If a winning combination is present, then the method proceeds to copy the winning combination of cards into a push-up hand to create a completed push-up hand. In some embodiments, each completed push-up hand is copied to the push-up hand at thenext level (block 708), and the winning combination is placed at the first level push-up hand (block 710). In alternative embodiments, the winning combination is copied into the first available unused push-up hand.
The system then determines a payout for the main hand (block 712).
If the selected number of main hands have not yet been played (block 714), then the method returns to block 704 to initiate play for another round. Otherwise, the method proceeds to determine payout amounts for each of the completed push-uphands block (716). As with method 500, a multiplier may be determined and applied to the push-up hands.
FIG. 8 is a flowchart illustrating a method 800 for providing a poker game with a push-up feature according to further alternative embodiments of the invention. Method 800 begins by receiving a wager for a main hand and a selected number ofpotential push-up hands (block 802).
A set of cards is then generated for the main hand (block 804). Play in the main hand continues, and the user may select cards to hold. If the player selects cards to be held (block 806), then the held cards are copied to an available push-uphand. Cards needed to complete the push-up hand may be randomly generated and added to the push-up hand to form a completed push-up hand (block 808).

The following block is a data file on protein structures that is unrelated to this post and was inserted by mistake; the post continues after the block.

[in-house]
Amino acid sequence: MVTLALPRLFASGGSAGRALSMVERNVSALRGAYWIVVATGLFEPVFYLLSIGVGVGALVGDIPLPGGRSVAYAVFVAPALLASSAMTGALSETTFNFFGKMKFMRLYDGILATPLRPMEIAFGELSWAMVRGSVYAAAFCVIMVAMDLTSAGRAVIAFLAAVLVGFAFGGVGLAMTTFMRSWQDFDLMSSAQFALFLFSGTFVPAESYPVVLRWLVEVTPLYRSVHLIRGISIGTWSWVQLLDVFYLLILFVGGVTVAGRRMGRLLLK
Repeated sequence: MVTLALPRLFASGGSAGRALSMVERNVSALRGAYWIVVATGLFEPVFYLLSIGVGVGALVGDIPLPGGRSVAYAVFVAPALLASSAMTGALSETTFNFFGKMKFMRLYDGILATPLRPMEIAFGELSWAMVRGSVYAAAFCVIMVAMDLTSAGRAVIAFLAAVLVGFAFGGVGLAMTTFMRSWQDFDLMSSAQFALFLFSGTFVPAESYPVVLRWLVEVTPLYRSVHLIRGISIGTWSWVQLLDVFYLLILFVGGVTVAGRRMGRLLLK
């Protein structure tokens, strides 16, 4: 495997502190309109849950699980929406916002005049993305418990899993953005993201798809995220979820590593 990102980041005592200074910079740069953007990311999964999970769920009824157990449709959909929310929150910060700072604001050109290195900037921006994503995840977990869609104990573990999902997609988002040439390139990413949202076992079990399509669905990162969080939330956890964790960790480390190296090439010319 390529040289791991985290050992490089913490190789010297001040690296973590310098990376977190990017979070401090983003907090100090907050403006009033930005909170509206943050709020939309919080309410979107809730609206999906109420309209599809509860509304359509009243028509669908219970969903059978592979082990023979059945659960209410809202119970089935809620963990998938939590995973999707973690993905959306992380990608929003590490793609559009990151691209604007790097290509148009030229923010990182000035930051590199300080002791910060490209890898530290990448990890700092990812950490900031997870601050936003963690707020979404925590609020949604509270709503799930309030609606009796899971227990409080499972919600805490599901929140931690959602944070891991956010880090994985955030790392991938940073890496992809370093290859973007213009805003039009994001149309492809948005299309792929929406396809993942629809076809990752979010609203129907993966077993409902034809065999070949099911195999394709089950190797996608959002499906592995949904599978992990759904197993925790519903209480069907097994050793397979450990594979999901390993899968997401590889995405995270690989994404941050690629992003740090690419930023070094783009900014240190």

When a round has been completed in the main hand, a payout for the main hand is then determined (block 810). A check is then made to determine if the selected number of main hands has been played (block 812). If not, the method returns toblock 804 to begin a new round of play in the main hand. Otherwise, the method proceeds to determine payout amounts for each of the completed push-up hands block (814). As with method 500, a multiplier may be determined and applied to the push-uphands.
Systems and methods for providing a poker game with a push-up feature have been described. Although specific embodiments have been illustrated and described herein, it will be appreciated by those of ordinary skill in the art that anyarrangement which is calculated to achieve the same purpose may be substituted for the specific embodiments shown. This application is intended to cover any adaptations or variations of the present invention.
The terminology used in this application is meant to include all of these environments. It is to be understood that the above description is intended to be illustrative, and not restrictive. Many other embodiments will be apparent to those ofskill in the art upon reviewing the above description. Therefore, it is manifestly intended that this invention be limited only by the following claims and equivalents thereof.